Ruby

Bought your book this morning and have been enjoying it.  I have a question, and then a comment. I am 64.  I have always been adventurous.  I find myself at a crossroad in my life, trying to figure my next move.  I had been considering vanaboding, at least for a few years, but there is one issue I don't know how to resolve.  I have severe sleep apnea and sleep with an electric powered c-pap machine.  I can't see how to manage this while parked at Walmart.  Do you have any thoughts?

0 0
journeyman
The idea of Vanaboding is to reduce your overhead to the point that you can travel job free (gain back as much time as you can). However you do NOT have to do it EXACTLY as I have described. I think you would need to use a CLASS B conversion van with a generator for your medical equipment and SKIP all the cost saving stealth stuff all together. You can you can still do it on a small budget, and STILL stay out for a week or two at a time, then refill your fuel for the van and generator and move to a new spot. The only thing you give up is staying in CITIES where running the generator all night would bring unwelcome attention. 
0 0
Ruby
Well, one of the most attractive things about this option is staying in cities.  I lived in San Francisco for 32 years and in Las Vegas for 5.  As you mentioned in your book, both are great cities. I saw you had some sort of conversion gadget that fit in an outlet in your truck.  Is this not something I could use to power my c-pap?  If I had to go to a motor home, I would probably go with truck and travel trailer, since I can't stealth camp anyway.  But that really costs a lot more.  Sure would like to be stealthy! 
0 0
journeyman

Try the inverter described in the Vanabode book, it may offer enough power for your medical device but I am not sure.

0 0
AbeFroman
This can be done with the right setup. You will need to have an auxiliary battery, a battery isolator and the wiring installed on your van along with purchasing a pure sine wave inverter.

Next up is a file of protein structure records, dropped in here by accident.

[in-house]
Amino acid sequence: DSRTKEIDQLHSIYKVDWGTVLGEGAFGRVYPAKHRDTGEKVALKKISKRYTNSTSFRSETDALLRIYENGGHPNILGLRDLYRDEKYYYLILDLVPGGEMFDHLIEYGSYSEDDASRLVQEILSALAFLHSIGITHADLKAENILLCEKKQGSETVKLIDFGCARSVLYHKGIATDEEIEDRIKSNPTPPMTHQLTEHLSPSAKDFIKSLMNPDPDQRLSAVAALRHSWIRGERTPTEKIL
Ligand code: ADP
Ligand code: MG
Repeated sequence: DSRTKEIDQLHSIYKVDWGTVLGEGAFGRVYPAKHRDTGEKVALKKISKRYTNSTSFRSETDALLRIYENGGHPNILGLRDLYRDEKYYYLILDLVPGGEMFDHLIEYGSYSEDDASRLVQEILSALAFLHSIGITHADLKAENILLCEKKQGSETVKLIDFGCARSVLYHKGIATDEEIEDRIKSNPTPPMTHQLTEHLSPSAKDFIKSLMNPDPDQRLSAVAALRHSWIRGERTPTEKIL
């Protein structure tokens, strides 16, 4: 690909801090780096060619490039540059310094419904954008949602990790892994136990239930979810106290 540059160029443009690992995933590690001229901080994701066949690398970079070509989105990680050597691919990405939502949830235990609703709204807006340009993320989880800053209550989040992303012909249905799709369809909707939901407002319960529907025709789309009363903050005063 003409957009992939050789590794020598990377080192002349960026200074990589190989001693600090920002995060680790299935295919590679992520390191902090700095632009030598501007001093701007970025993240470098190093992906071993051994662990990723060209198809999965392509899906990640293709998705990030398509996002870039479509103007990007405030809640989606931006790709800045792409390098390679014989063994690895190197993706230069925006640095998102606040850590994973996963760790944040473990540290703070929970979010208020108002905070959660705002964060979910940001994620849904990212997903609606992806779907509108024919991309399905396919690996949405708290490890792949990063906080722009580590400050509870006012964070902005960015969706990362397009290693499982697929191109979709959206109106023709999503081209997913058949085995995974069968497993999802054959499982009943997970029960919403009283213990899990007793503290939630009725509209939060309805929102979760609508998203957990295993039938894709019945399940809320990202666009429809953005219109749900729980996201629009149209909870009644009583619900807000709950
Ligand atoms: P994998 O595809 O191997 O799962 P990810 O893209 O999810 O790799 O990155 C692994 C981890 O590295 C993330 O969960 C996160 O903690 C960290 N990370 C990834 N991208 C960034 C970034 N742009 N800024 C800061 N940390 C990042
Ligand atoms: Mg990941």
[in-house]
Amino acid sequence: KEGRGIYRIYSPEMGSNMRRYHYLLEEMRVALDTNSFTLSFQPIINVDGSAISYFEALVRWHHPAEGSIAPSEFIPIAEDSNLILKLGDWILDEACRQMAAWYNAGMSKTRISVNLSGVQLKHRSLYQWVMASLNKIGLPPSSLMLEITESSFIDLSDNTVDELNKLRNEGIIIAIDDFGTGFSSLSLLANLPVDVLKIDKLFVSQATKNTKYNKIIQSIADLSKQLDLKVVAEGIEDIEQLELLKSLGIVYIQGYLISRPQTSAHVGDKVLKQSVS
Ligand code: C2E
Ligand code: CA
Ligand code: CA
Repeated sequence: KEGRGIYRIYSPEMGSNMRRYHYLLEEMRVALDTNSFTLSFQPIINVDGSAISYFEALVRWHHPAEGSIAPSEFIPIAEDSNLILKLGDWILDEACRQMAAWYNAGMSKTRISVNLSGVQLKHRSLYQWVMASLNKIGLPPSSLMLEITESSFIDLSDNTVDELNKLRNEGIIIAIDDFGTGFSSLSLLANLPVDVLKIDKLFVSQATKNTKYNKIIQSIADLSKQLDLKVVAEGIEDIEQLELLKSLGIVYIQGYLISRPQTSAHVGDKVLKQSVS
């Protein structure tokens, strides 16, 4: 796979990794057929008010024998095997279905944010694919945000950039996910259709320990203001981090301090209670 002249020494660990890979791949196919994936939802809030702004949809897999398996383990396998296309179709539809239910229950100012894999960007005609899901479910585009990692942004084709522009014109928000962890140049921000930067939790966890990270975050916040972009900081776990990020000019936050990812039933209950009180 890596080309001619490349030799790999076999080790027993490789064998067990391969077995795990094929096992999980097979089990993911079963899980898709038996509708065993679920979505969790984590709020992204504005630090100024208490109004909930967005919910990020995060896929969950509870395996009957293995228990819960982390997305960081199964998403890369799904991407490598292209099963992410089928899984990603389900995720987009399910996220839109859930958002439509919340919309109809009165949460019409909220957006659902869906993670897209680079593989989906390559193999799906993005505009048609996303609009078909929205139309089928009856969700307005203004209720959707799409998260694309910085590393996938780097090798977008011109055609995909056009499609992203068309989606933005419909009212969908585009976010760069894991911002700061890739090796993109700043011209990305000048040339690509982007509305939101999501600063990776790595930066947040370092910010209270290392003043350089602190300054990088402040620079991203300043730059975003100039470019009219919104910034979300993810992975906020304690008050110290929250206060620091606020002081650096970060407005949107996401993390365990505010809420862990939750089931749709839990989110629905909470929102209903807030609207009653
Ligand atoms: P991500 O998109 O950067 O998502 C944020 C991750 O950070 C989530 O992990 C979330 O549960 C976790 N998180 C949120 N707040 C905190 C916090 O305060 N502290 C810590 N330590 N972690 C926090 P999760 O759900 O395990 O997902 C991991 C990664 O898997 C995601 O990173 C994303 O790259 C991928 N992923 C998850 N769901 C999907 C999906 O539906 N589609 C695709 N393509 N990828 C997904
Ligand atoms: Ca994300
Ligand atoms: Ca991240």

The cpap probably draws around 100 watts of power give or take so a 300+ watt inverter will suit you just fine. There are two types of inverters. A modified sine wave and a pure sine wave. The pure sine wave produces clean power just like what is in your house. Some electronics and equipment may not run on the modified sine wave units or have their life shortened. As I am sure that the machine is expensive and you will be best off to spend the extra money on a quality inverter.

Running a 100watt load all night will kill your battery overnight making it necessary to install another battery and an isolator that will allow the battery to be charged while the engine is running but will not draw down the main battery. On a chevy you should be able to buy the 2nd battery tray from gm that is used on the vans with the diesel engine and just bolt it into the engine bay for a factory looking installation (double check by looking at a diesel van at the dealer). Then just hook up the isolator and run the wires from the aux battery to the cargo area where you need power.

0 0
nancr7399
You might want to check out 12 volt c-pap in an online search. there are c-pap batteries and cord adapters and other products. Am checking it out myself right now for my husband.
0 0
vanabode
I have a ResMed CPAP machine with humidifier and heater, and there is a 12 volt power unit available for it. The humidifier and heater are real benefits. Also, it's much more efficient than converting from DC to AC, and then having the CPAP machine convert that to the DC voltage it requires. Much better battery life.

I did install a second battery, which I can disconnect from the main system so that I don't run my primary battery down.
Bob the Bat
1 0


Home     Contact Us     Privacy Policy      Terms and Conditions